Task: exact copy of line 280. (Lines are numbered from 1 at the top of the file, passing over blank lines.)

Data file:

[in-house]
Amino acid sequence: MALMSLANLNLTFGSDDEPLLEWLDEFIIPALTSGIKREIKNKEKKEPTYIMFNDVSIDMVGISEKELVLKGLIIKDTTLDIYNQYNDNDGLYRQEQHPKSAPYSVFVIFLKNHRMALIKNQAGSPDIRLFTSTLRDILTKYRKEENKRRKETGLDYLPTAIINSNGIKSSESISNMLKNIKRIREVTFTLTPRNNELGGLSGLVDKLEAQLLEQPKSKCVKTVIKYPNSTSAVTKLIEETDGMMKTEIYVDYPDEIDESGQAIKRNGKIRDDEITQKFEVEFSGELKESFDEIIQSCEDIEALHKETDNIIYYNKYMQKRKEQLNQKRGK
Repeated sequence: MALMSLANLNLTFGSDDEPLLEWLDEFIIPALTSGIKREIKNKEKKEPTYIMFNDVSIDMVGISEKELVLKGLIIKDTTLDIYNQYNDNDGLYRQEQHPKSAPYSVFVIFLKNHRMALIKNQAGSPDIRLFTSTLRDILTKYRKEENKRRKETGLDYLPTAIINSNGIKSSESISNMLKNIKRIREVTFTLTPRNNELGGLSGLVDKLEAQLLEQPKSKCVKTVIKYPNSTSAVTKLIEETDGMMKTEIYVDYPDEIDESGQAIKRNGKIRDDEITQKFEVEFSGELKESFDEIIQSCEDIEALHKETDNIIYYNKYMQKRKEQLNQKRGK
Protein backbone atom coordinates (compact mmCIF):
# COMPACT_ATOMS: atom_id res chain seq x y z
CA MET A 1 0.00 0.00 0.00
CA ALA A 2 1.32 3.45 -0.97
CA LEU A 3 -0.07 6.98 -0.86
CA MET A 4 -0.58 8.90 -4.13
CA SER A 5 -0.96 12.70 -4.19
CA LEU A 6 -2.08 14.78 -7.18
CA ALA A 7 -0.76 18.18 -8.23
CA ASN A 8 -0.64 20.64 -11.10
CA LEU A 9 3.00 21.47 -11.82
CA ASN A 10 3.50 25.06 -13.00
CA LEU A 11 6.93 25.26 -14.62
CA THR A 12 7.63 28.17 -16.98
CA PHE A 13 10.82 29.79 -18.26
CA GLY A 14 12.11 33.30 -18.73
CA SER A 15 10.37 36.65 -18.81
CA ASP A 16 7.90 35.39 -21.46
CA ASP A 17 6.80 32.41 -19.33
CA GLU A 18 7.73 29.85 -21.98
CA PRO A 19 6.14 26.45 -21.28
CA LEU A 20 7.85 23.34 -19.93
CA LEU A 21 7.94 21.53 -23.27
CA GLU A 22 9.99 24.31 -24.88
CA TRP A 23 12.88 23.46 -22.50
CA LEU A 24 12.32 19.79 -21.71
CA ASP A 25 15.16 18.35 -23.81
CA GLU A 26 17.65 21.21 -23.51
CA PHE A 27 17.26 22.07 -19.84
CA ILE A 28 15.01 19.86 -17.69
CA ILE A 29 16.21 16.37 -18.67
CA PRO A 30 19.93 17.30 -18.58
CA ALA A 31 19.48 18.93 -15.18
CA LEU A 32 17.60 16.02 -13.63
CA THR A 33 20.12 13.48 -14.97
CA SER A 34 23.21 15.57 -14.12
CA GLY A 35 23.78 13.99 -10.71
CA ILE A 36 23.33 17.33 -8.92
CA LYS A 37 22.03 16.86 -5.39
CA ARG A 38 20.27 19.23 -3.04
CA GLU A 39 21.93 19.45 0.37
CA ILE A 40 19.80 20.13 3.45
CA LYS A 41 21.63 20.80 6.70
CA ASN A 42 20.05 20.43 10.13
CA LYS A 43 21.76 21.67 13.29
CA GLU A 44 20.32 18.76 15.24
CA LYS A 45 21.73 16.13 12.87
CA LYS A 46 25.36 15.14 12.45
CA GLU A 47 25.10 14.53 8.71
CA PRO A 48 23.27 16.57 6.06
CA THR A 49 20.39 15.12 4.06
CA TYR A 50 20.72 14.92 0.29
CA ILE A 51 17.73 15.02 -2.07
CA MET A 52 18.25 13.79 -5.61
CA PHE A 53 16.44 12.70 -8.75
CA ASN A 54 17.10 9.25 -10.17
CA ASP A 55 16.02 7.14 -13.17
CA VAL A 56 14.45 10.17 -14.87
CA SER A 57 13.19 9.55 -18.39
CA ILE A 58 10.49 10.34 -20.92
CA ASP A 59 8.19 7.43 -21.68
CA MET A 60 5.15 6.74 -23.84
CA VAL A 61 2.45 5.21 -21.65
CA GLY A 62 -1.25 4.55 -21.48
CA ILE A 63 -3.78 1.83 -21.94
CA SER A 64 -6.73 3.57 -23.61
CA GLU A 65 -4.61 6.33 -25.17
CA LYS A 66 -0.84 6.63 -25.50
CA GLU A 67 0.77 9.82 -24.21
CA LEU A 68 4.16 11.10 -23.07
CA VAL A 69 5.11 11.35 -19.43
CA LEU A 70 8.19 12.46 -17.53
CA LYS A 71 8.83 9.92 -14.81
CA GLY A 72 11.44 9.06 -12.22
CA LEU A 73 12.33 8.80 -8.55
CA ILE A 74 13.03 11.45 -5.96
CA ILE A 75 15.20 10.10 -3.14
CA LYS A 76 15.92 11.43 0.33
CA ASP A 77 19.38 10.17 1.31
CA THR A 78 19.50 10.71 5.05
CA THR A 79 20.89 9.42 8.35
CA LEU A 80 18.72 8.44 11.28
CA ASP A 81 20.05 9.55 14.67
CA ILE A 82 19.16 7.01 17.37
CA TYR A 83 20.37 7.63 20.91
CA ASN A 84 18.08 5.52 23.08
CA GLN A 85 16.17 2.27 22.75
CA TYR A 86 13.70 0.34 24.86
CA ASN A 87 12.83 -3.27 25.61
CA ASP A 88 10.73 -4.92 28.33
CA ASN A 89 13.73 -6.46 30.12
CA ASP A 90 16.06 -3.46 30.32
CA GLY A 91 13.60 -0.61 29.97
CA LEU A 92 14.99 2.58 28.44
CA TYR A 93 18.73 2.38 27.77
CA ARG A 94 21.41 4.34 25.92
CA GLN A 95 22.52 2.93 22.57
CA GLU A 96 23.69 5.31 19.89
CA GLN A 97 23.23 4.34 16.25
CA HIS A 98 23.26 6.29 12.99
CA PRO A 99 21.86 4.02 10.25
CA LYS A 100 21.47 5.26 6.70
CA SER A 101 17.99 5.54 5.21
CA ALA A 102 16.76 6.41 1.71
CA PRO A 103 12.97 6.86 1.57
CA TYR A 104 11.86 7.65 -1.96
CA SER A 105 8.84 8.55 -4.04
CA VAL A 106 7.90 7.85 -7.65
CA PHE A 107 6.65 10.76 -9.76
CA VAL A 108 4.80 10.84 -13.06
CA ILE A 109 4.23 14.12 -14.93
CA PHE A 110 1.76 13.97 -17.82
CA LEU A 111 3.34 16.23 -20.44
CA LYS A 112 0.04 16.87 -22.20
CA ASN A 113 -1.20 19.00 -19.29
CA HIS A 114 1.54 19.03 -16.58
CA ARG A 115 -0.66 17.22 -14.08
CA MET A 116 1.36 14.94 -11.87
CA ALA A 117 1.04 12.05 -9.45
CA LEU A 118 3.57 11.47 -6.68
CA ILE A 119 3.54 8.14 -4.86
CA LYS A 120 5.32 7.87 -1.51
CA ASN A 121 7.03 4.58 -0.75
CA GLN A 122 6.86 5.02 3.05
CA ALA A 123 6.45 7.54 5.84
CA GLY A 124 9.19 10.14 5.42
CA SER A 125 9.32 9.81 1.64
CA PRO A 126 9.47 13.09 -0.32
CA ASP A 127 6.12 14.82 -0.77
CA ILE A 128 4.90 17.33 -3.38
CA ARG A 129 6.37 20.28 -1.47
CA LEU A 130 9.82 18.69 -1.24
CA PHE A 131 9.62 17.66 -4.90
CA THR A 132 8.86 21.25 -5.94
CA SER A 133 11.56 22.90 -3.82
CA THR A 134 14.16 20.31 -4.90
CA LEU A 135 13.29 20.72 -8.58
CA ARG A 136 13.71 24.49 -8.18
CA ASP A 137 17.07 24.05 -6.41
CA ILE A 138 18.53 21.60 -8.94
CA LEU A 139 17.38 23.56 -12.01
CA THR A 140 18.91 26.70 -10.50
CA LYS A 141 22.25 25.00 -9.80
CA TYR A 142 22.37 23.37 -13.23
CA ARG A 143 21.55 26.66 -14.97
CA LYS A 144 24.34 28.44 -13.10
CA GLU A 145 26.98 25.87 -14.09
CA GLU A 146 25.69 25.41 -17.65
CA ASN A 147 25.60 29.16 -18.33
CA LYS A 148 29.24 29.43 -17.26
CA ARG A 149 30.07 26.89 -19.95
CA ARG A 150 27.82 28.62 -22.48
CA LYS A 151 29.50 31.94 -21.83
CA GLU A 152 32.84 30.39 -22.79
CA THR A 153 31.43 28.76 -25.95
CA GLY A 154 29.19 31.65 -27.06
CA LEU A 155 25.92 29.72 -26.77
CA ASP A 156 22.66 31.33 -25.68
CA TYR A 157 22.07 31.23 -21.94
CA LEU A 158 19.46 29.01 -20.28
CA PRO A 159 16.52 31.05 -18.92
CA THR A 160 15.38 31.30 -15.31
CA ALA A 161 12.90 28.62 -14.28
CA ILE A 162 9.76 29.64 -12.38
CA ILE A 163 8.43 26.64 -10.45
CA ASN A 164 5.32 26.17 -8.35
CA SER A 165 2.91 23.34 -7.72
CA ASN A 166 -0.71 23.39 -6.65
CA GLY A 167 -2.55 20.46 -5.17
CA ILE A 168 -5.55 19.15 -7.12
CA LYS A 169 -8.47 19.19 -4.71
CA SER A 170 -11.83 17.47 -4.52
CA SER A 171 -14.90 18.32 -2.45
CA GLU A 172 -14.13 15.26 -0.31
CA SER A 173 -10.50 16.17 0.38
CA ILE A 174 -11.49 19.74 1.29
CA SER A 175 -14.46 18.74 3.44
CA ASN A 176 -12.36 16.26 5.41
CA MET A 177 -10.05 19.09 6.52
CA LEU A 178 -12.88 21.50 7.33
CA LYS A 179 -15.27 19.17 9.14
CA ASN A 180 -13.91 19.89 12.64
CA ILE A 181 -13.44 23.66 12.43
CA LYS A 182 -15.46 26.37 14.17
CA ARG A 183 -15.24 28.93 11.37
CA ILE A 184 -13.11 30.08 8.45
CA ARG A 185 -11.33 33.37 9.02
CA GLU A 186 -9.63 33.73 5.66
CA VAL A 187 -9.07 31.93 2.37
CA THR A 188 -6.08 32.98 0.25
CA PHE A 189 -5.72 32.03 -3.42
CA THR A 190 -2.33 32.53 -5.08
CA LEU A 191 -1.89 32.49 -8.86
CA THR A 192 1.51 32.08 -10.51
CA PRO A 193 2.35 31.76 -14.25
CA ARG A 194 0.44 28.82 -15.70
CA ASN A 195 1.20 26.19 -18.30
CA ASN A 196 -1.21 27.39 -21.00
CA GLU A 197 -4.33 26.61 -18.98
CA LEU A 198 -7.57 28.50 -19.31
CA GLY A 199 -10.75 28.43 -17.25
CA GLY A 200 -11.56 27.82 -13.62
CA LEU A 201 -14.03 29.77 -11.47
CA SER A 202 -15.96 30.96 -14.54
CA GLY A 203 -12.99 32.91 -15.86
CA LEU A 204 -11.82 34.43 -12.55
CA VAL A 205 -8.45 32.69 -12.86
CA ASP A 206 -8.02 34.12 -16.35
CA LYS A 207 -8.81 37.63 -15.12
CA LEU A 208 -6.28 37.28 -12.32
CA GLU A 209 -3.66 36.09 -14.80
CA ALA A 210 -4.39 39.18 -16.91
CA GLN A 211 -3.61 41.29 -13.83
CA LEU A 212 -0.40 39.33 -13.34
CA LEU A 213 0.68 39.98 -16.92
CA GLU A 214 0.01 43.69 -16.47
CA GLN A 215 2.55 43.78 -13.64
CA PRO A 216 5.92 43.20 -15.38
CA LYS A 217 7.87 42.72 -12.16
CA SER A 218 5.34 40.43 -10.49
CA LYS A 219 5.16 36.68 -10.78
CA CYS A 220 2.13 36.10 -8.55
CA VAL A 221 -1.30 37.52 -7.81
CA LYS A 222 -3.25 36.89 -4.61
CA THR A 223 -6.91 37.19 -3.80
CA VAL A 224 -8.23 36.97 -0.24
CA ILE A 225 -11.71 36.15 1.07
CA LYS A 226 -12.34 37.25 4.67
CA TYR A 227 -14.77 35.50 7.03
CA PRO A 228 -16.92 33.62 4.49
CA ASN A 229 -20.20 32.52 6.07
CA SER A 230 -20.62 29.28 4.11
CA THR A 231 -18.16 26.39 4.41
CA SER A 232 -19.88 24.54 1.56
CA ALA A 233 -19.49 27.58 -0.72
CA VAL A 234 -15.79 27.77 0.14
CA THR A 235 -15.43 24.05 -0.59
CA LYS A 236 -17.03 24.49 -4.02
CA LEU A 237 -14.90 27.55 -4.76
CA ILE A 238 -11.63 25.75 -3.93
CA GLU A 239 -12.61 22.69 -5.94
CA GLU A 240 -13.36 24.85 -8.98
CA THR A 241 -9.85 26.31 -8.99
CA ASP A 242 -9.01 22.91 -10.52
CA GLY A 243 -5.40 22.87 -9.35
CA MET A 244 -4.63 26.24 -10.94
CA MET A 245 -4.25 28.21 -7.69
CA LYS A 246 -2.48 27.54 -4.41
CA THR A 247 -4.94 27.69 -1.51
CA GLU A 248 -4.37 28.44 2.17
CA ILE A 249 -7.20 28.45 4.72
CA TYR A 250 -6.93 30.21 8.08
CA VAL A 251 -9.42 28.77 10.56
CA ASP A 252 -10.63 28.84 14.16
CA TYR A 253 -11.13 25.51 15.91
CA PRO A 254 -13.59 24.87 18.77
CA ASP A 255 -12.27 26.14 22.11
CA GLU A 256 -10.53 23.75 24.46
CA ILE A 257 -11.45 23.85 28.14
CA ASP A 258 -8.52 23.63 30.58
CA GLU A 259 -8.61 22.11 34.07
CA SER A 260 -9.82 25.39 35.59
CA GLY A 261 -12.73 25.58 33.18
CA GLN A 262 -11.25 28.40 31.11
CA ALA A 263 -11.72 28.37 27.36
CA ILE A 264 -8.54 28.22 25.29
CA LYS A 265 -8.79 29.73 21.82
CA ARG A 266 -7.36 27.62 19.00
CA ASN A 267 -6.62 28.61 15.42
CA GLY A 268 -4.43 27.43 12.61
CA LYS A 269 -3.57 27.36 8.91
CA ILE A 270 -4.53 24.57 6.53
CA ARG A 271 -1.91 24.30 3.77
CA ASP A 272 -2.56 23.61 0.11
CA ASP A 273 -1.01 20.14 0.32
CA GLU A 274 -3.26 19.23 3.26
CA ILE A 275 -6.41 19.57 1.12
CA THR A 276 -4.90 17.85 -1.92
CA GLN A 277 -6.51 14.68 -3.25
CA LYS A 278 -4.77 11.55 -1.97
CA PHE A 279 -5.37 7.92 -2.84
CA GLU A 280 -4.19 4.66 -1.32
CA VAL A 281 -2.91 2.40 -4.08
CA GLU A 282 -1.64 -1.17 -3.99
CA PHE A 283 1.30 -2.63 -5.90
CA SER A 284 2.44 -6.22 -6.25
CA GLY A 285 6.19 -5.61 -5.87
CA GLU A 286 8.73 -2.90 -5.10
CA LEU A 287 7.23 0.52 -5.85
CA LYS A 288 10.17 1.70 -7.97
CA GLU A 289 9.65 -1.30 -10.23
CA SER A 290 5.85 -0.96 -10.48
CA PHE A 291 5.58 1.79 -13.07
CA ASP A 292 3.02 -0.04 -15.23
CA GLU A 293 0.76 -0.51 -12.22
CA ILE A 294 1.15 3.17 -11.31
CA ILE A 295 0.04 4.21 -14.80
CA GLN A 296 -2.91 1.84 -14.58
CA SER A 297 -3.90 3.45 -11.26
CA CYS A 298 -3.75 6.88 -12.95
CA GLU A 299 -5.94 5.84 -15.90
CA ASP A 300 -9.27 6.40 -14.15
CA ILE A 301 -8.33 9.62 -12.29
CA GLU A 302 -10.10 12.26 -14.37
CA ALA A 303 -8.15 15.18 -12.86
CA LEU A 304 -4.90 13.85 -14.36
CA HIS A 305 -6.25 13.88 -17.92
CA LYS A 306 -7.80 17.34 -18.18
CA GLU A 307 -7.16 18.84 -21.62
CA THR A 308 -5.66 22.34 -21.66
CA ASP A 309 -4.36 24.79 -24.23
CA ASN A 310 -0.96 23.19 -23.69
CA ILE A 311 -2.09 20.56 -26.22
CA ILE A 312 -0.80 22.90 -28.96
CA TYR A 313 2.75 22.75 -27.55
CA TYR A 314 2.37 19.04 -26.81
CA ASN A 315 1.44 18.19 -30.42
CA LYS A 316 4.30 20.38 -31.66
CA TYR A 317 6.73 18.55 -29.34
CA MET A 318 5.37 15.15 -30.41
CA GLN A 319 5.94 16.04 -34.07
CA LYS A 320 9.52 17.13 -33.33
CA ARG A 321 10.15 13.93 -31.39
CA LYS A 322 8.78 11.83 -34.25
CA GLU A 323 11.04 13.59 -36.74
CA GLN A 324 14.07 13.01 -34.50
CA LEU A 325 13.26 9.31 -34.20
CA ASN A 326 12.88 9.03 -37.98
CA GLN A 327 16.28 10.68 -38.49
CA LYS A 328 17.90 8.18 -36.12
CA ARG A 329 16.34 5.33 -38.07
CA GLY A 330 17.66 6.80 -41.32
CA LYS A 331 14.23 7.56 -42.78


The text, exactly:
CA ILE A 275 -6.41 19.57 1.12